Several models of alcohol use and abuse implicate self-evaluation as a variable that mediates alcohol's anxiolytic effects. Self-evaluation when drinking, in turn, is affected by people's causal attributions for their behavior and alcohol expectancies. Accordingly, postdrink performance feedback was manipulated by having 20 subjects engage in a set of tasks before and after a moderate dose of alcohol. Half of the subjects received feedback that alcohol impaired their task performance whereas the other half received feedback that alcohol did not impair their performance. All subjects then participated in a stressful social interaction. As expected, subjects in the high behavioral impairment condition made more external performance attributions during the social stressor and reported less negative self-evaluation and subjective anxiety than subjects in the low behavioral impairment condition. Alcohol expectancies appeared to account partially for the data. The results indicate that information concerning alcohol-induced behavioral impairment moderates alcohol's effects on self-evaluation and subjective anxiety.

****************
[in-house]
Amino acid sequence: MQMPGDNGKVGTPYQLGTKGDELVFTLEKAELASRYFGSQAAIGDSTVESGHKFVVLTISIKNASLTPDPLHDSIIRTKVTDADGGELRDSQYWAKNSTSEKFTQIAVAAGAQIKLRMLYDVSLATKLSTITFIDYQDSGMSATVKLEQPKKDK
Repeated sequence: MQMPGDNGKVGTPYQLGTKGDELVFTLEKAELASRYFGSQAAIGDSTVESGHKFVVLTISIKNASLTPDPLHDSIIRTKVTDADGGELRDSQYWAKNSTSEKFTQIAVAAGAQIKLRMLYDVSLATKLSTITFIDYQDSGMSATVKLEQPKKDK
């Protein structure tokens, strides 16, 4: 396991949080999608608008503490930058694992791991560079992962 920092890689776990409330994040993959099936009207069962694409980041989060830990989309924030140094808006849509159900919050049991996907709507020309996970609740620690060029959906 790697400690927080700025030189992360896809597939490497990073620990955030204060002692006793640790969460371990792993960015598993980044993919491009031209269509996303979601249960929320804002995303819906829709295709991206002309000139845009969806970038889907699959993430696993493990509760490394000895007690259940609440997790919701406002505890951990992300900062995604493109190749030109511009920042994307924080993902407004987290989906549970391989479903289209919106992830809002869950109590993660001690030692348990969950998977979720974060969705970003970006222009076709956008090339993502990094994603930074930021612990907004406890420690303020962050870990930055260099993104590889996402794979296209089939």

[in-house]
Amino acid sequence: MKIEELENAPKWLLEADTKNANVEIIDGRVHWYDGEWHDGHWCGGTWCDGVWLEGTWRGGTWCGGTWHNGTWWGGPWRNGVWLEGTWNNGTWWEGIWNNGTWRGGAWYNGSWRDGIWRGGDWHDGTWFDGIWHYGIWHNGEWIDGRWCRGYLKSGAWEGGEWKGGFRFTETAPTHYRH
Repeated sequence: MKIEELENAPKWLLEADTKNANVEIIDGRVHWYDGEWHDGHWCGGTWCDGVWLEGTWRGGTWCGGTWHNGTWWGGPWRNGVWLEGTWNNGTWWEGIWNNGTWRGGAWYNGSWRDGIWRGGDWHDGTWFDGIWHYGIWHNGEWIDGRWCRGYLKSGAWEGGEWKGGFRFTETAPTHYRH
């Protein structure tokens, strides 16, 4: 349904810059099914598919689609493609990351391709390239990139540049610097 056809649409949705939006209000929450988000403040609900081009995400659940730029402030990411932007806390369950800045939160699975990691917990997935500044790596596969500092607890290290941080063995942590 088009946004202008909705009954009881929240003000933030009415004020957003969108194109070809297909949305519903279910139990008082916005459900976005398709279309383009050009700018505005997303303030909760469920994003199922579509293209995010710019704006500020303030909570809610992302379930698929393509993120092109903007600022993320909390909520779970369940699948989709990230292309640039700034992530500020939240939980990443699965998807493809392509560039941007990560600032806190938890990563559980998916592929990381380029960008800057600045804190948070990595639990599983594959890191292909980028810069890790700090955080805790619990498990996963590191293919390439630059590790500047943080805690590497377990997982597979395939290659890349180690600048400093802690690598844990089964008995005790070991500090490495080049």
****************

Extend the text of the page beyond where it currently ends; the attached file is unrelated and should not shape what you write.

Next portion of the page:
All Science Journal Classification (ASJC) codes
- Public Health, Environmental and Occupational Health
- Psychiatry and Mental health